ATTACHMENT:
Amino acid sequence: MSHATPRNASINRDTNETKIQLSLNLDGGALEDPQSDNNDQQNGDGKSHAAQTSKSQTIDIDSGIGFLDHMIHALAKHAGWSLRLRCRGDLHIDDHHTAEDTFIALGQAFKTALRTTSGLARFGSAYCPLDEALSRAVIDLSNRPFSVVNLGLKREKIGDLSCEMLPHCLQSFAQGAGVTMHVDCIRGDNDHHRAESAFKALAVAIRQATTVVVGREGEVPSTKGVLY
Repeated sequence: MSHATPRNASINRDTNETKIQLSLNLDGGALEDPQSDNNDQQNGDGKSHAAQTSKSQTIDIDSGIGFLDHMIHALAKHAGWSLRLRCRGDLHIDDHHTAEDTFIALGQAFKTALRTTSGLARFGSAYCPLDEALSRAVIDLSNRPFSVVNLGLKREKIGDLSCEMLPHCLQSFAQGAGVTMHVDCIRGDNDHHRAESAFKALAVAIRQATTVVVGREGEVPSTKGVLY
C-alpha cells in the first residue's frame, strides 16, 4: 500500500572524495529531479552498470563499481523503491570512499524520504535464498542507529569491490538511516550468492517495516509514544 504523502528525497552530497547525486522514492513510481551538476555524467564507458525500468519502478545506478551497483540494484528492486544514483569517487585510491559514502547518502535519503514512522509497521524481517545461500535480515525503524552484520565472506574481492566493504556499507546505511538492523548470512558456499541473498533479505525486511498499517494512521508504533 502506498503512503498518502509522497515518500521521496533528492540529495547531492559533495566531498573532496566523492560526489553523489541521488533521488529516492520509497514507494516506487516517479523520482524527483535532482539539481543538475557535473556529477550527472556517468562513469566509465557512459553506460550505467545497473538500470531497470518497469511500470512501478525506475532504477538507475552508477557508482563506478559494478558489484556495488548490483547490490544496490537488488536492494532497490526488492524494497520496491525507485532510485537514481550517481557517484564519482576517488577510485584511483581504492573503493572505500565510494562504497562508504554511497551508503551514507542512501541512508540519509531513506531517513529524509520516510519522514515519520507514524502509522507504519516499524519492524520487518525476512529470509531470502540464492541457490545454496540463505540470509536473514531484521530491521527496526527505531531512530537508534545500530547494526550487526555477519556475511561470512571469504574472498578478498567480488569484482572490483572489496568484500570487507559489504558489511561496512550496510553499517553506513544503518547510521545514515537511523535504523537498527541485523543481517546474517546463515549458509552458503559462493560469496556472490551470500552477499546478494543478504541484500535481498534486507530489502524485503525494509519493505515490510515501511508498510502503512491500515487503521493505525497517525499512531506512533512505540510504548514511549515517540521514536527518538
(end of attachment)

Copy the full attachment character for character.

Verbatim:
Amino acid sequence: MSHATPRNASINRDTNETKIQLSLNLDGGALEDPQSDNNDQQNGDGKSHAAQTSKSQTIDIDSGIGFLDHMIHALAKHAGWSLRLRCRGDLHIDDHHTAEDTFIALGQAFKTALRTTSGLARFGSAYCPLDEALSRAVIDLSNRPFSVVNLGLKREKIGDLSCEMLPHCLQSFAQGAGVTMHVDCIRGDNDHHRAESAFKALAVAIRQATTVVVGREGEVPSTKGVLY
Repeated sequence: MSHATPRNASINRDTNETKIQLSLNLDGGALEDPQSDNNDQQNGDGKSHAAQTSKSQTIDIDSGIGFLDHMIHALAKHAGWSLRLRCRGDLHIDDHHTAEDTFIALGQAFKTALRTTSGLARFGSAYCPLDEALSRAVIDLSNRPFSVVNLGLKREKIGDLSCEMLPHCLQSFAQGAGVTMHVDCIRGDNDHHRAESAFKALAVAIRQATTVVVGREGEVPSTKGVLY
C-alpha cells in the first residue's frame, strides 16, 4: 500500500572524495529531479552498470563499481523503491570512499524520504535464498542507529569491490538511516550468492517495516509514544 504523502528525497552530497547525486522514492513510481551538476555524467564507458525500468519502478545506478551497483540494484528492486544514483569517487585510491559514502547518502535519503514512522509497521524481517545461500535480515525503524552484520565472506574481492566493504556499507546505511538492523548470512558456499541473498533479505525486511498499517494512521508504533 502506498503512503498518502509522497515518500521521496533528492540529495547531492559533495566531498573532496566523492560526489553523489541521488533521488529516492520509497514507494516506487516517479523520482524527483535532482539539481543538475557535473556529477550527472556517468562513469566509465557512459553506460550505467545497473538500470531497470518497469511500470512501478525506475532504477538507475552508477557508482563506478559494478558489484556495488548490483547490490544496490537488488536492494532497490526488492524494497520496491525507485532510485537514481550517481557517484564519482576517488577510485584511483581504492573503493572505500565510494562504497562508504554511497551508503551514507542512501541512508540519509531513506531517513529524509520516510519522514515519520507514524502509522507504519516499524519492524520487518525476512529470509531470502540464492541457490545454496540463505540470509536473514531484521530491521527496526527505531531512530537508534545500530547494526550487526555477519556475511561470512571469504574472498578478498567480488569484482572490483572489496568484500570487507559489504558489511561496512550496510553499517553506513544503518547510521545514515537511523535504523537498527541485523543481517546474517546463515549458509552458503559462493560469496556472490551470500552477499546478494543478504541484500535481498534486507530489502524485503525494509519493505515490510515501511508498510502503512491500515487503521493505525497517525499512531506512533512505540510504548514511549515517540521514536527518538